Counties count in Florida much as they do in California; big state stuff. Florida consists of 67 governmental counties; the most recent creation being Gilchrist in 1925. In 1968 Florida gave the counties the power to create their own charters which allows them to levy taxes, provide public services and pass laws. A few counties have seen name changes; Mosquito County became Orange County in 1845 (wise move!) and Dade County became Miami-Dade in 1997- did you notice?
All the county talk can be confusing to a non-native nomad who is lucky to know the town they are in let alone the county or the neighboring county. And try to figure out the taxes- Florida state sale tax is 6% and it seems that the counties have optional taxes they can levy on a multitude of items, campground sites being one.
All this is background for my saying that Brevard County (named for Judge Theodore Washington Brevard an early settler and State Comptroller in mid-1800s) is a darn great county. Seventy-two miles long from Titusville, south to Melbourne Beach/Sebastian and covering the Indian River (AICW), Cape Canaveral, Merritt Island, Brevard is one-third the size of Rhode Island but 33% of its square miles is water.
The county has several county parks but I think only one includes campgrounds; Wickham Park, where we spent eight nights. Trees, but not too many, wide sites, full hook-ups, walking/biking trails, ponds, soccer field and working Wi-Fi!
Have you heard of Disc Golf? The park has a 22-hole course.
Have a horse? Bring it here to exercise on the track. Perhaps you and your best canine friend prefer to participate in a Barn Hunt Event. Guess it depends on the prize; a nice fat rat! Groups and clubs get together for Barn Hunt Trials where one dog at a time races through a straw bale maze and tries to have the fastest time at finding a boxed live rat; the aerated container is “approved” for barn hunting. Between this and all the country stations we listen to on XM or local radio I’m beginning to feel a little bit country.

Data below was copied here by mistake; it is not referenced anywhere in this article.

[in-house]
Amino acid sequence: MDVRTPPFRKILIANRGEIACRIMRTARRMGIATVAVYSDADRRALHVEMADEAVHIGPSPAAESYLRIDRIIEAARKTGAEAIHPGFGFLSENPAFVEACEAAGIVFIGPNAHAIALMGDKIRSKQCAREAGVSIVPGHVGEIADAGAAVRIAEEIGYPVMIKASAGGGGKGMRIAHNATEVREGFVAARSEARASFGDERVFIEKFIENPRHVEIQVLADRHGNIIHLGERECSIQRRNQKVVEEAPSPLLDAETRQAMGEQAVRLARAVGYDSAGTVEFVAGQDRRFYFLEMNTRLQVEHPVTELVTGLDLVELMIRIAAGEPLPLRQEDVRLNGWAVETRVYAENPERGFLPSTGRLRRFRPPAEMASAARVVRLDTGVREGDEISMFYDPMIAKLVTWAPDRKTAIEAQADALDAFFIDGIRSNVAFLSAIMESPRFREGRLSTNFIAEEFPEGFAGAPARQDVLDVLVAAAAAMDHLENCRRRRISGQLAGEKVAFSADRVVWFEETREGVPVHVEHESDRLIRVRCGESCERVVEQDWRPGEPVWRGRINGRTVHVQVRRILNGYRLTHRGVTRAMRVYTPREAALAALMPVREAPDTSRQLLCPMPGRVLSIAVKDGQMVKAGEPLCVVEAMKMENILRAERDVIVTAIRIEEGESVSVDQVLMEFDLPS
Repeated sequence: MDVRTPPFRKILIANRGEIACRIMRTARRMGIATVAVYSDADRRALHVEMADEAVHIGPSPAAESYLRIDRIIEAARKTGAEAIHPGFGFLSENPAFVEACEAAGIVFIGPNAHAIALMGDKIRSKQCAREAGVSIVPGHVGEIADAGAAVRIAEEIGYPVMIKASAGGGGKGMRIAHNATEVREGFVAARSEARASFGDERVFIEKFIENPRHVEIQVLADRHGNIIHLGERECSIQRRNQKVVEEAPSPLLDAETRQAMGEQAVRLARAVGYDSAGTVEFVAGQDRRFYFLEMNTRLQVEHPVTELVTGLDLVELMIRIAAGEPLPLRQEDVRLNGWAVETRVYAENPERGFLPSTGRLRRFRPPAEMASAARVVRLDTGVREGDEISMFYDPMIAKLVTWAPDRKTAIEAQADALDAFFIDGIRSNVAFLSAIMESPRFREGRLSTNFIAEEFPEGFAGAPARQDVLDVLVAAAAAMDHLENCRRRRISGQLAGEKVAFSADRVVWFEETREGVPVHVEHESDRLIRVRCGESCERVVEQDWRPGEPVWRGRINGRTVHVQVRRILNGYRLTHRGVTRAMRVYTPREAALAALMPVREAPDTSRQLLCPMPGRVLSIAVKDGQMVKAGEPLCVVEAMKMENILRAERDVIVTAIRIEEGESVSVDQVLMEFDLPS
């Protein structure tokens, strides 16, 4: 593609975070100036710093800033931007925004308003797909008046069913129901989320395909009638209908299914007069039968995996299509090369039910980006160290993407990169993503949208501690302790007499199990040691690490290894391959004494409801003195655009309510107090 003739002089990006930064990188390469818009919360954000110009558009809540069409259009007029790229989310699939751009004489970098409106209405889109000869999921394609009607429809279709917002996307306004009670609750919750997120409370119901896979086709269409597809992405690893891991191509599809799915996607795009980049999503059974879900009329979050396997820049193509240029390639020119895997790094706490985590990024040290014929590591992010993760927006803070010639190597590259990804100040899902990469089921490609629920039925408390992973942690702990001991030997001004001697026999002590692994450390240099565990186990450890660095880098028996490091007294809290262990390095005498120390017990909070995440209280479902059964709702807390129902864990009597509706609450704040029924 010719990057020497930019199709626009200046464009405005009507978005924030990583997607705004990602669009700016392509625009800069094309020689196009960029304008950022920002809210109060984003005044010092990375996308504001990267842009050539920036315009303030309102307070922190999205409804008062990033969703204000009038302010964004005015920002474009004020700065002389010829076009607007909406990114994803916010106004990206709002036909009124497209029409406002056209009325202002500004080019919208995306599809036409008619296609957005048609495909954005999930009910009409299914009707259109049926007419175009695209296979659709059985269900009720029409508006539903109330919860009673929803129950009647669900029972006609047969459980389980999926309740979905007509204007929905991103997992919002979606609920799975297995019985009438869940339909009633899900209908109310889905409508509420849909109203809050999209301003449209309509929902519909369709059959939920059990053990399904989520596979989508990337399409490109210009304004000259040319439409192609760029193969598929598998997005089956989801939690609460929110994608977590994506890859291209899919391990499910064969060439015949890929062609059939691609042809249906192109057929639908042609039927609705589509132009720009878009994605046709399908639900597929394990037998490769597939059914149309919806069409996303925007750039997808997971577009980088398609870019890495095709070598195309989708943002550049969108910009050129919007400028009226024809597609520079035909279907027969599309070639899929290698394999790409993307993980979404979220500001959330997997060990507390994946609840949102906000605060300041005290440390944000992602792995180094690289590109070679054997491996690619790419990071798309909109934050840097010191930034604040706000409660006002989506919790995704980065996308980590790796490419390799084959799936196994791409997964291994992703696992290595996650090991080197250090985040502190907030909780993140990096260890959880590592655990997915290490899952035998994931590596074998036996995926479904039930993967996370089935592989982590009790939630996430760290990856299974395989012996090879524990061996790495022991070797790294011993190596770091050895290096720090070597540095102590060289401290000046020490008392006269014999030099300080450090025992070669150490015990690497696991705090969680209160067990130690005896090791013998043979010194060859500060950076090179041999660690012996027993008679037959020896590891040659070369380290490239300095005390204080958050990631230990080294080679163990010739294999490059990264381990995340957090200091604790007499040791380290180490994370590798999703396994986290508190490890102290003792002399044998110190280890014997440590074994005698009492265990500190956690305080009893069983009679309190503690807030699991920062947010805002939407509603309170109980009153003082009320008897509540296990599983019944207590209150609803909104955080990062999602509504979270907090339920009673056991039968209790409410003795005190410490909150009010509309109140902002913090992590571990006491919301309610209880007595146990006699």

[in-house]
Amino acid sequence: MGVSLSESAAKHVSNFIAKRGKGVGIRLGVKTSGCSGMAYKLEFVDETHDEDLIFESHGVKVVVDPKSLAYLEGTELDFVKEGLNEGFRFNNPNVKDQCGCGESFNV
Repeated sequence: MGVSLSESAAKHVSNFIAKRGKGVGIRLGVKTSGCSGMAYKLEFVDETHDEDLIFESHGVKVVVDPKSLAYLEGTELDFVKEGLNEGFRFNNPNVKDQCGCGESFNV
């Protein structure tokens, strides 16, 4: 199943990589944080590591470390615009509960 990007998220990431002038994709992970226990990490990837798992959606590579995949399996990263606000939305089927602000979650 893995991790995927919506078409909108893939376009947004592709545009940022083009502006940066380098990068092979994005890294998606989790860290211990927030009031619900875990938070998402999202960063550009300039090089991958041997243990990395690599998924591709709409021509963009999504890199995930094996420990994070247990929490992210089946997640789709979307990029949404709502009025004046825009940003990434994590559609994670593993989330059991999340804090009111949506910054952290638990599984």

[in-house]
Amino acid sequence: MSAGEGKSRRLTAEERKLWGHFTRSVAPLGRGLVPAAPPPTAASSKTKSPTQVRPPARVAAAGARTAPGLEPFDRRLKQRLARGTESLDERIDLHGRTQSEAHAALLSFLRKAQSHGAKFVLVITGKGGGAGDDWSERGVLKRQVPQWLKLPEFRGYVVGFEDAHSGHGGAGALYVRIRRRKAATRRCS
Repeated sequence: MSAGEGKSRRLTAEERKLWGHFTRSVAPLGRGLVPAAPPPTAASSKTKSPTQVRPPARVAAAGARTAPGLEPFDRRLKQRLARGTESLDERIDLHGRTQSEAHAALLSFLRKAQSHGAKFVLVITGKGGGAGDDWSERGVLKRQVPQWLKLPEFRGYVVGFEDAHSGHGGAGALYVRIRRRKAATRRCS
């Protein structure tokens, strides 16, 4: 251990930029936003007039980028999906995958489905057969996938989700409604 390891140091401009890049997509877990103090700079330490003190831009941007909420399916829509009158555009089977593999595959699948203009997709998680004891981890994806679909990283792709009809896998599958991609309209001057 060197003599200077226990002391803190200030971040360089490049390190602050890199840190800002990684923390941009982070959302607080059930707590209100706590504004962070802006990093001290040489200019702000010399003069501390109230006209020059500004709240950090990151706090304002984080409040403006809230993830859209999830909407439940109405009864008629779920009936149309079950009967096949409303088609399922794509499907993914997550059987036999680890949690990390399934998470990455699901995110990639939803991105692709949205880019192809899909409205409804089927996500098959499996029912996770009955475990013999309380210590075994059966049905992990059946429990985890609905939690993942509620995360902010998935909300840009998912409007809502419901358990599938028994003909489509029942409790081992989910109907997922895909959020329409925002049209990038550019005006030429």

The bird watching continues. Viera Wetlands we’d heard about from the photographer we’d met along the Marsh Trail. We stopped at the Melbourne (the locals pronounce it Melburn) Chamber of Commerce and picked up a few maps and booklets. The January Birding and Wildlife Festival in Titusville had leftover programs and from that we found several nearby sites worth a visit. Viera Wetlands was one and we came prepared with walking shoes, light jackets, water bottle, only to find it was primarily a drive through! Here is a seriously culled-down selection of our visit.
Cruickshank Sanctuary was guaranteed to produce sightings of the Florida Scrub Jay; the only avian species exclusive to Florida. Sure enough they were there in all the sanctuary’s scrubbiness. Later when we walked a favorite campground trail section, sure enough we saw scrub jays there too. Gopher tortoises every time. But no nine-banded armadillos; only the sign.
The park is only a couple of miles from just about everything; grocery, shopping, dining, gas stations and if you head a few more miles east over the Indian River, voila! The beaches.
If an app can get worn out, I believe Russ has several on his phone that would look very faded by now. Trusty TripAdvisor being one. This time it led us to Love Bug’s Bakery; I mean how could you resist the name? We couldn’t resist the glazed Cronuts with chocolate drizzle; amazingly delicious and close to the longed-for and adored kettle doughnut made at Frances Pastry; my high school bakery job.
Sea fog crept in on little cat feet the morning we were to leave, but snuck out by 10 am. Today was fueling up day; never a simple drive in and fill up like with Bonny. As Good Sam members we receive a whopping 3 cents off fuel at Pilot and Flying J which exist primarily for trucks but we are allowed in too. The problem with these is the price is not exactly competitive and even with a 3 cent deal, we can do better at other places, and you have to pay inside not at the pump. Their upside is a flat, easy entry with plenty of fast pumps and friendly truckers.
When we can, we scope out a local station (like we did in Marathon) and that worked out well this time too. Diesel prices are up from our lowest $2.74 in the Keys and $2.89 at the nearby Shell was lower than most. Backed out of our site, I drove Bonny and parked her in the empty community center, then we fueled up. Most stations with diesel make them the outer row(s) which helps. But they don’t always allow enough room for a rig with a tow so this time we played it safe and left Bonny home. As usual, some guy stops to chat about fuel, trucks or driving.
That plan worked well and since we had a short 76 mile day, by 1pm we were pulling up to the gate house at Wekiwa (say Wa-kigh-va) Springs State Park.